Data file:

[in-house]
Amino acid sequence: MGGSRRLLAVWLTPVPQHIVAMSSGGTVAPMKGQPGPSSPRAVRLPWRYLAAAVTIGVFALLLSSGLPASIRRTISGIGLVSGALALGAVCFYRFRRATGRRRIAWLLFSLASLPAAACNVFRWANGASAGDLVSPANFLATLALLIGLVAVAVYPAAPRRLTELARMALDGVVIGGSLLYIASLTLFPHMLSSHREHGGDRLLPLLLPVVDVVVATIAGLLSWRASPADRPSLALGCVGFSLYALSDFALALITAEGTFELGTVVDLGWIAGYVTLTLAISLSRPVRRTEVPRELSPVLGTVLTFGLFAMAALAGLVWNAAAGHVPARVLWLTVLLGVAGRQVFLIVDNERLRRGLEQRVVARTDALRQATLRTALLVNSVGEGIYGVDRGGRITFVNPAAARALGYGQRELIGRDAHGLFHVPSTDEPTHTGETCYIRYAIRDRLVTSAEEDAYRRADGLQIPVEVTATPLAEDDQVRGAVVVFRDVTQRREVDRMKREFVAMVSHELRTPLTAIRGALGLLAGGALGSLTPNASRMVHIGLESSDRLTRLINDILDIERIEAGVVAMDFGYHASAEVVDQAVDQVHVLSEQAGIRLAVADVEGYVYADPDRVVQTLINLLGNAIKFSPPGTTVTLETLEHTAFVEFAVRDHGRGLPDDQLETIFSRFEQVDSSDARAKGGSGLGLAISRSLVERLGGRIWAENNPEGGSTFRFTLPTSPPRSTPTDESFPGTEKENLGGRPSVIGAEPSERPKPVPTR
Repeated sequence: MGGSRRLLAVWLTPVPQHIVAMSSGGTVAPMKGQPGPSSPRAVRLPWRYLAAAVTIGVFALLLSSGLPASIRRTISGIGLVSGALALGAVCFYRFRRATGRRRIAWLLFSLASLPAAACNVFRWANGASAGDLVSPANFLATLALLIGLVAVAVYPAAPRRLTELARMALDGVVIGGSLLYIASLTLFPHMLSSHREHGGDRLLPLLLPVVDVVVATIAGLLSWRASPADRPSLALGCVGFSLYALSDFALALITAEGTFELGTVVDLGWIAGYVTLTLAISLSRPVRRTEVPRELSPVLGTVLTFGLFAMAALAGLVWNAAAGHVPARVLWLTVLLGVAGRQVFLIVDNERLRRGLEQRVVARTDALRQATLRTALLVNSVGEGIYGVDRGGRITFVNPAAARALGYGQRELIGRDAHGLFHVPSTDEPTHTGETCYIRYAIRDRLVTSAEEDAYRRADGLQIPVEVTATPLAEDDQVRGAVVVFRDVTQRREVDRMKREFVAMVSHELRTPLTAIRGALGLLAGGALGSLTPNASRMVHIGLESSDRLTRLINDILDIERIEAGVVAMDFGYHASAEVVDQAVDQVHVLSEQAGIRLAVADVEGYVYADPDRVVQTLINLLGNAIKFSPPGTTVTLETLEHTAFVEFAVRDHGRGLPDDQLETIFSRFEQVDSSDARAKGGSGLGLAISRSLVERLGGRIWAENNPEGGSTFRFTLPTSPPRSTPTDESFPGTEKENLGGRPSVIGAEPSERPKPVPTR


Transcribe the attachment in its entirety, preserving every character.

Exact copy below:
[in-house]
Amino acid sequence: MGGSRRLLAVWLTPVPQHIVAMSSGGTVAPMKGQPGPSSPRAVRLPWRYLAAAVTIGVFALLLSSGLPASIRRTISGIGLVSGALALGAVCFYRFRRATGRRRIAWLLFSLASLPAAACNVFRWANGASAGDLVSPANFLATLALLIGLVAVAVYPAAPRRLTELARMALDGVVIGGSLLYIASLTLFPHMLSSHREHGGDRLLPLLLPVVDVVVATIAGLLSWRASPADRPSLALGCVGFSLYALSDFALALITAEGTFELGTVVDLGWIAGYVTLTLAISLSRPVRRTEVPRELSPVLGTVLTFGLFAMAALAGLVWNAAAGHVPARVLWLTVLLGVAGRQVFLIVDNERLRRGLEQRVVARTDALRQATLRTALLVNSVGEGIYGVDRGGRITFVNPAAARALGYGQRELIGRDAHGLFHVPSTDEPTHTGETCYIRYAIRDRLVTSAEEDAYRRADGLQIPVEVTATPLAEDDQVRGAVVVFRDVTQRREVDRMKREFVAMVSHELRTPLTAIRGALGLLAGGALGSLTPNASRMVHIGLESSDRLTRLINDILDIERIEAGVVAMDFGYHASAEVVDQAVDQVHVLSEQAGIRLAVADVEGYVYADPDRVVQTLINLLGNAIKFSPPGTTVTLETLEHTAFVEFAVRDHGRGLPDDQLETIFSRFEQVDSSDARAKGGSGLGLAISRSLVERLGGRIWAENNPEGGSTFRFTLPTSPPRSTPTDESFPGTEKENLGGRPSVIGAEPSERPKPVPTR
Repeated sequence: MGGSRRLLAVWLTPVPQHIVAMSSGGTVAPMKGQPGPSSPRAVRLPWRYLAAAVTIGVFALLLSSGLPASIRRTISGIGLVSGALALGAVCFYRFRRATGRRRIAWLLFSLASLPAAACNVFRWANGASAGDLVSPANFLATLALLIGLVAVAVYPAAPRRLTELARMALDGVVIGGSLLYIASLTLFPHMLSSHREHGGDRLLPLLLPVVDVVVATIAGLLSWRASPADRPSLALGCVGFSLYALSDFALALITAEGTFELGTVVDLGWIAGYVTLTLAISLSRPVRRTEVPRELSPVLGTVLTFGLFAMAALAGLVWNAAAGHVPARVLWLTVLLGVAGRQVFLIVDNERLRRGLEQRVVARTDALRQATLRTALLVNSVGEGIYGVDRGGRITFVNPAAARALGYGQRELIGRDAHGLFHVPSTDEPTHTGETCYIRYAIRDRLVTSAEEDAYRRADGLQIPVEVTATPLAEDDQVRGAVVVFRDVTQRREVDRMKREFVAMVSHELRTPLTAIRGALGLLAGGALGSLTPNASRMVHIGLESSDRLTRLINDILDIERIEAGVVAMDFGYHASAEVVDQAVDQVHVLSEQAGIRLAVADVEGYVYADPDRVVQTLINLLGNAIKFSPPGTTVTLETLEHTAFVEFAVRDHGRGLPDDQLETIFSRFEQVDSSDARAKGGSGLGLAISRSLVERLGGRIWAENNPEGGSTFRFTLPTSPPRSTPTDESFPGTEKENLGGRPSVIGAEPSERPKPVPTR